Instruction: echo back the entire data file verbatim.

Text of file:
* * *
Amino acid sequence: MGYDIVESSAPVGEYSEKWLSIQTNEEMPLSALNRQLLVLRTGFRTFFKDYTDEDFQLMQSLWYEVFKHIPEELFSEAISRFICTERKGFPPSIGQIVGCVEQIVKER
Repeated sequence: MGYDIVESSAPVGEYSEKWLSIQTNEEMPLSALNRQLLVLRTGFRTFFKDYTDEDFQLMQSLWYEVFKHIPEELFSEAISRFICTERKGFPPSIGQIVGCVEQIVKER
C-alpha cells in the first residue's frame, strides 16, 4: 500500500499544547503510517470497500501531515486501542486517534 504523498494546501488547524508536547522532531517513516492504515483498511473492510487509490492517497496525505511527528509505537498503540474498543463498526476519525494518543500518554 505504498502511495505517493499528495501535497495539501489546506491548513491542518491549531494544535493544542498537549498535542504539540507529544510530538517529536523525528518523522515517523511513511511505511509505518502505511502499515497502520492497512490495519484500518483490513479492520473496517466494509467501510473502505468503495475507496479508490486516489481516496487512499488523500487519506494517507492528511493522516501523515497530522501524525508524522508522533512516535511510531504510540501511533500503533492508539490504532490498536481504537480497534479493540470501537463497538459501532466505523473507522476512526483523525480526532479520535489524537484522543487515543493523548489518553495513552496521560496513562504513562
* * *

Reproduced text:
Amino acid sequence: MGYDIVESSAPVGEYSEKWLSIQTNEEMPLSALNRQLLVLRTGFRTFFKDYTDEDFQLMQSLWYEVFKHIPEELFSEAISRFICTERKGFPPSIGQIVGCVEQIVKER
Repeated sequence: MGYDIVESSAPVGEYSEKWLSIQTNEEMPLSALNRQLLVLRTGFRTFFKDYTDEDFQLMQSLWYEVFKHIPEELFSEAISRFICTERKGFPPSIGQIVGCVEQIVKER
C-alpha cells in the first residue's frame, strides 16, 4: 500500500499544547503510517470497500501531515486501542486517534 504523498494546501488547524508536547522532531517513516492504515483498511473492510487509490492517497496525505511527528509505537498503540474498543463498526476519525494518543500518554 505504498502511495505517493499528495501535497495539501489546506491548513491542518491549531494544535493544542498537549498535542504539540507529544510530538517529536523525528518523522515517523511513511511505511509505518502505511502499515497502520492497512490495519484500518483490513479492520473496517466494509467501510473502505468503495475507496479508490486516489481516496487512499488523500487519506494517507492528511493522516501523515497530522501524525508524522508522533512516535511510531504510540501511533500503533492508539490504532490498536481504537480497534479493540470501537463497538459501532466505523473507522476512526483523525480526532479520535489524537484522543487515543493523548489518553495513552496521560496513562504513562